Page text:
If S is an access result type, then the accessibility level of P shall not be statically deeper than that of the master that elaborated the associated function body.
Add (as another bulleted list item) after 6.5(5.8/3):
If the result type of the function is an access result type then the accessibility level of the type of the expression (if any) shall not be statically deeper than that of the master that elaborated the function body.
====
The first of these three changes is needed for the example in AI05-0284:
        function Bad return access Some_Type is
           Local : aliased Some_Type;
        begin
           return Local'access; -- should be illegal
        end Bad;
The second handles the analogous access-to-subprogram case:
        function Bad2 return access procedure is
           procedure Local is ...;
        begin
           return Local'access; -- should be illegal
        end Bad2;
The third is needed for something like
        function Bad3 return access ... is
           type Local is access ... ;
        begin
           return Local'(...); -- should be illegal
        end Bad3;

Steve explains that the examples provide the justification for the new rules.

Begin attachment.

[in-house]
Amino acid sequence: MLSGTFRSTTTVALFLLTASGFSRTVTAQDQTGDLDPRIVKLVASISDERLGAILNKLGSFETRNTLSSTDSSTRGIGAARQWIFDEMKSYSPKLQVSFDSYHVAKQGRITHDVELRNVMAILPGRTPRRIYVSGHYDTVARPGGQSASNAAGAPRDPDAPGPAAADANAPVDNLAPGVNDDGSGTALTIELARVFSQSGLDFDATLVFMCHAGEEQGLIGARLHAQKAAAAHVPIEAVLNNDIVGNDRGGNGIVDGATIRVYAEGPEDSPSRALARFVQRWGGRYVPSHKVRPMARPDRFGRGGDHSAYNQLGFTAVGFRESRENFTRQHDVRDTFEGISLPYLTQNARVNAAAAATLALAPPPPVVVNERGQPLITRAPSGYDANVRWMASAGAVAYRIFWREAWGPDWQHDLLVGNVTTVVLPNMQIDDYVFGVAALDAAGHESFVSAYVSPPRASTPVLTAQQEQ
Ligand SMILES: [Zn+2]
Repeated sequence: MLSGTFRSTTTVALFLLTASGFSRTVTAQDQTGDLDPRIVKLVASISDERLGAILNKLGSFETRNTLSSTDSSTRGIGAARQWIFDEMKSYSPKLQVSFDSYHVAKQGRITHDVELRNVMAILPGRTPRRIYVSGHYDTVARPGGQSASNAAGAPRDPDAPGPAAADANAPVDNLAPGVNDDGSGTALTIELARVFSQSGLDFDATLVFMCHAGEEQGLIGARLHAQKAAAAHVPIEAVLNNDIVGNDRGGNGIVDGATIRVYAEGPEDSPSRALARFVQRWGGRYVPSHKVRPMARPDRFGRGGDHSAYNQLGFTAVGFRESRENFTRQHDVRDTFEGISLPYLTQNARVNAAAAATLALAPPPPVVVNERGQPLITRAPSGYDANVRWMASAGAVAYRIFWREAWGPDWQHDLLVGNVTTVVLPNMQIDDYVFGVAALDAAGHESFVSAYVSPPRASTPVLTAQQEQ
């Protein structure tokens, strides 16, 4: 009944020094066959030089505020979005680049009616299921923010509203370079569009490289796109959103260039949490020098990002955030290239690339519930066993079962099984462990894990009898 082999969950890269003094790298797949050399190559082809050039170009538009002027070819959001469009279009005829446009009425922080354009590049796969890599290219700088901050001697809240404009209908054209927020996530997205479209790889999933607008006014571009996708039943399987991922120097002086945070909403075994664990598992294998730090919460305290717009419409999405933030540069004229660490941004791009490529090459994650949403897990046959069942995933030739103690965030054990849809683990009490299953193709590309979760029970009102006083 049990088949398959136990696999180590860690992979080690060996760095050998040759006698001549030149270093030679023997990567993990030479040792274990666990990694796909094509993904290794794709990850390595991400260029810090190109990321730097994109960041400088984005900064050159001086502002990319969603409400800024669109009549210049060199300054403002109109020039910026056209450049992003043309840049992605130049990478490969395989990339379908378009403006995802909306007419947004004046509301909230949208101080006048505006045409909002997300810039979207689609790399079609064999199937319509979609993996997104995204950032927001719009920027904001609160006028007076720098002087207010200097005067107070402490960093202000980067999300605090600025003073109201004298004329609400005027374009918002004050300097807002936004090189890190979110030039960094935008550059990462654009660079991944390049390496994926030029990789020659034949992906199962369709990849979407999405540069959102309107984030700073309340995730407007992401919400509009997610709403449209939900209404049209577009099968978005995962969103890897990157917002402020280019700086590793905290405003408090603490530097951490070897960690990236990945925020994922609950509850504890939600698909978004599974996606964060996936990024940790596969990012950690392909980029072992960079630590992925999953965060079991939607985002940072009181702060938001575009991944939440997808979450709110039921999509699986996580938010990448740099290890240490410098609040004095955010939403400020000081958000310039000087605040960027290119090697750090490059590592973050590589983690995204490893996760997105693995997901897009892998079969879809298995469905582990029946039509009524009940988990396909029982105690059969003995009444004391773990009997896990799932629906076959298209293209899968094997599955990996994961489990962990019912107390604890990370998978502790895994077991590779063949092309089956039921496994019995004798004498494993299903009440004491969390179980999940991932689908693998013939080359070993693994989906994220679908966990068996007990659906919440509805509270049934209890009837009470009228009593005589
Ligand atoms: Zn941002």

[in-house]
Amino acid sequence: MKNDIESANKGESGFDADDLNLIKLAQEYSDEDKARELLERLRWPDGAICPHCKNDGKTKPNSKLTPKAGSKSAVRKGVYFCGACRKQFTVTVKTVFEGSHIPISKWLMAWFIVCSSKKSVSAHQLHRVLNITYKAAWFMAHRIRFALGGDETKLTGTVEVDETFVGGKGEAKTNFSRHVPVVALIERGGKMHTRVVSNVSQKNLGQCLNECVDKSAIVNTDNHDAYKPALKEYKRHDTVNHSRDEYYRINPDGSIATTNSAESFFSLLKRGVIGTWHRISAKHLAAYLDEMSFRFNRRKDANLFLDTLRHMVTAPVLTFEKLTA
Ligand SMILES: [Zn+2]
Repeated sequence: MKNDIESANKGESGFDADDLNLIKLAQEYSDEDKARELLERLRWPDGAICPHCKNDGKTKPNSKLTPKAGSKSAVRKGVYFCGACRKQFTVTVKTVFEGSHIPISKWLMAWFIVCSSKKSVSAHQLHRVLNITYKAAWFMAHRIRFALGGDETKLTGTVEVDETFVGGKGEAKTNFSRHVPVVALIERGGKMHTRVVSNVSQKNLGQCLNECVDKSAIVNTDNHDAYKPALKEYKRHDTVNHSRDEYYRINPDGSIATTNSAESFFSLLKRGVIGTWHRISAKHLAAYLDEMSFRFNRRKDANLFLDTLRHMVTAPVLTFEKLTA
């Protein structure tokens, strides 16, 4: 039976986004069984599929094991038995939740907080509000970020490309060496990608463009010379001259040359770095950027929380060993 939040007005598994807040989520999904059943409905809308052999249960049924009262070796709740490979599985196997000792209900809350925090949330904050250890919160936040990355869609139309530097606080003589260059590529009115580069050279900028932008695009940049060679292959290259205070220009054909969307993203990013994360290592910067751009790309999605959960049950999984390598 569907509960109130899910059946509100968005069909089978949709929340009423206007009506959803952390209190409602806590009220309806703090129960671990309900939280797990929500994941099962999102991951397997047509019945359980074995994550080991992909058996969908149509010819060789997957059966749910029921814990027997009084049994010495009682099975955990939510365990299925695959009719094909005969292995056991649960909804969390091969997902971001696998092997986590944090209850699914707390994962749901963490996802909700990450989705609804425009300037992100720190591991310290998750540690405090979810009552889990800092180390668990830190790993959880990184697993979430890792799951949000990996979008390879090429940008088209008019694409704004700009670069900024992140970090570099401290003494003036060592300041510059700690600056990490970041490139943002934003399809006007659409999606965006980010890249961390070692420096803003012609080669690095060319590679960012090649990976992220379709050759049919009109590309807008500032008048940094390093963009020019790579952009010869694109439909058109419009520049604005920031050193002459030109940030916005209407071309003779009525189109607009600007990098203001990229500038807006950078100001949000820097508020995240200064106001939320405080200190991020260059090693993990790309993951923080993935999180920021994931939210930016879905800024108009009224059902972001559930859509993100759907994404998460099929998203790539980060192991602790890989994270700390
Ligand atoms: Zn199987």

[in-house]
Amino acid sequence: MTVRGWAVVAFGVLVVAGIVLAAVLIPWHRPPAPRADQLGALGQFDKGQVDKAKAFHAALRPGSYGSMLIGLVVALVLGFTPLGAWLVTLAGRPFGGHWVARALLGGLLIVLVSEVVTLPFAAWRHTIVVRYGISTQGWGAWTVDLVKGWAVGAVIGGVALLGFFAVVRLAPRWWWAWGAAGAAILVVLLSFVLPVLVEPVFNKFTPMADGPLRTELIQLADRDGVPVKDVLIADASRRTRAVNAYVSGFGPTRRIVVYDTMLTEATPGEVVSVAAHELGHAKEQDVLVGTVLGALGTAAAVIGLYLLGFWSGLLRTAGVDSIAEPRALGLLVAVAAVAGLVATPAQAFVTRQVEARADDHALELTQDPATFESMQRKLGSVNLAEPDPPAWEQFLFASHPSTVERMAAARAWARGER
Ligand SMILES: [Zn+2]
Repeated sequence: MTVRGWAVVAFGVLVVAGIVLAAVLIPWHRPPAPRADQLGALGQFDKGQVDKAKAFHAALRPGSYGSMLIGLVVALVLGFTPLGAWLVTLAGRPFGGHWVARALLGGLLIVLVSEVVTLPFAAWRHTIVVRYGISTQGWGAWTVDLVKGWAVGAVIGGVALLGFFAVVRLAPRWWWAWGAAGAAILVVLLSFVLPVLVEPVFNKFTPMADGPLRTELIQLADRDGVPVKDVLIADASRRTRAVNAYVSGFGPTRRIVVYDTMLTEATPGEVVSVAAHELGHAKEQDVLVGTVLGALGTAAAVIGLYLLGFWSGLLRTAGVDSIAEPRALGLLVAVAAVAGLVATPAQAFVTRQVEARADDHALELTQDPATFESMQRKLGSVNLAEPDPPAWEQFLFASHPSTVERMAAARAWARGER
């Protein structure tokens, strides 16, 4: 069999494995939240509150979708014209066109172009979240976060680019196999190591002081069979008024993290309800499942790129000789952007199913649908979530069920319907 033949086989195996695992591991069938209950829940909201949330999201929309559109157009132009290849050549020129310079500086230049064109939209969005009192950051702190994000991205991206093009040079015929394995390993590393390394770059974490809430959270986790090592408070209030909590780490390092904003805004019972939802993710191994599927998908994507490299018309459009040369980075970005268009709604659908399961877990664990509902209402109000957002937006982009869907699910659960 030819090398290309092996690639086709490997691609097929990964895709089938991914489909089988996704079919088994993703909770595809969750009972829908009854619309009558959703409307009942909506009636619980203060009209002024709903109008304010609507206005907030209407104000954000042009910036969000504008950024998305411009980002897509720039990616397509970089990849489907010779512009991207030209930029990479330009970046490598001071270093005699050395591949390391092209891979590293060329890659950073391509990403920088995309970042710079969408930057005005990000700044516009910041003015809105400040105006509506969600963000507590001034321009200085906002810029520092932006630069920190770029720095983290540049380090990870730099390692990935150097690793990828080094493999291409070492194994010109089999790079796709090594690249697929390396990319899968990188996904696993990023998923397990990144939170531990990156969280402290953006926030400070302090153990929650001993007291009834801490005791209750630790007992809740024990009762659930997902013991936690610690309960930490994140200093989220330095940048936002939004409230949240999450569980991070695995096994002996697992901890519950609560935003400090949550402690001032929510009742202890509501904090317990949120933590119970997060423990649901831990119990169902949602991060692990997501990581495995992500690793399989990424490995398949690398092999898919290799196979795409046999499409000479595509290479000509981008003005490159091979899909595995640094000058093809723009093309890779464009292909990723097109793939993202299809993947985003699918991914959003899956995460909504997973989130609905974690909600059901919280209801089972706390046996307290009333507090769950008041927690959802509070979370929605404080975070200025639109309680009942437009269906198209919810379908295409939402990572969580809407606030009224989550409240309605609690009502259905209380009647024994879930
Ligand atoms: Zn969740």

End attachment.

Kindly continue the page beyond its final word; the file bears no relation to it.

This change is wrong; this is a conversion. It's implicit, but 8.6(27.1/3) says it is conversion. So 4.6(24.21/2) would need a change (similar to the SAOAAT rule in 4.6(24.17/2).

Tucker digs up 3.10.2(19.3/3), which defines the statically deeper relation for an anonymous access in a return statement. So we don't need any new rules here.

This is not obvious to all. But most are eventually convinced.

So answer question (1), "see 3.10.2(19.3/3)".

Question (2) remains as is.

Randy will clean this up to reflect the fact that there is no hole for (1).

Approve AI with changes: 9-0-1.

AI05-0285-1/01 Defaulted environment variable queries (Other AI versions)

Should this raise Program_Error if there are no environment variables? No, you want to use the default in any case.

Bob will rewrite this.

AI05-0285-1/02 Defaulted environment variable queries (Other AI versions)

On Saturday, we consider the wording that Bob sent:

Replace this:
If the external execution environment supports environment variables, then Value returns the value of the environment variable with the given name. If no environment variable with the given name exists, then Default is returned. If the execution environment does not support environment variables, then Program_Error is propagated.
with:
If an environment variable with the given name exists, returns its value. Otherwise, returns Default.
At editor's discretion, add:
AARM Note: On an implementation that does not support environment variables, the "Otherwise" above will apply. Duh.
Add to !discussion:
Not only is the two-step process inconvenient, it could cause a race condition.

We need the AARM Note. It should start with “For”, not “On”. Drop “Duh”.

Tucker and Geert both want this explicit in the normative wording. Tucker points at A.17(13/2).